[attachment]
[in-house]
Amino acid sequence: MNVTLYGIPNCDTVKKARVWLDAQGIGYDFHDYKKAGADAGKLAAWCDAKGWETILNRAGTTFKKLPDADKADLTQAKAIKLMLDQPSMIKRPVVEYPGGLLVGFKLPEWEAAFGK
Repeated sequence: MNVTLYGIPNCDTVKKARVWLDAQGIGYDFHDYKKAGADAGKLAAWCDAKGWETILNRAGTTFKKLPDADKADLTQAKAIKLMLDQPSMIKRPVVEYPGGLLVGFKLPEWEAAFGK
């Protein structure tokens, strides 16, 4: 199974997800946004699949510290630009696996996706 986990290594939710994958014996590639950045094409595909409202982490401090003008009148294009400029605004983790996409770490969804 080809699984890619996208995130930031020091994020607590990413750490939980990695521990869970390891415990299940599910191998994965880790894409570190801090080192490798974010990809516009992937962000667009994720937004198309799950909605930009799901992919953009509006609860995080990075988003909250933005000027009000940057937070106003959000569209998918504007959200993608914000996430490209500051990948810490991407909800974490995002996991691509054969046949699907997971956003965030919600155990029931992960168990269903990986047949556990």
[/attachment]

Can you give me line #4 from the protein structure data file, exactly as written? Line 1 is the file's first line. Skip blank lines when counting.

């Protein structure tokens, strides 16, 4: 199974997800946004699949510290630009696996996706 986990290594939710994958014996590639950045094409595909409202982490401090003008009148294009400029605004983790996409770490969804 080809699984890619996208995130930031020091994020607590990413750490939980990695521990869970390891415990299940599910191998994965880790894409570190801090080192490798974010990809516009992937962000667009994720937004198309799950909605930009799901992919953009509006609860995080990075988003909250933005000027009000940057937070106003959000569209998918504007959200993608914000996430490209500051990948810490991407909800974490995002996991691509054969046949699907997971956003965030919600155990029931992960168990269903990986047949556990």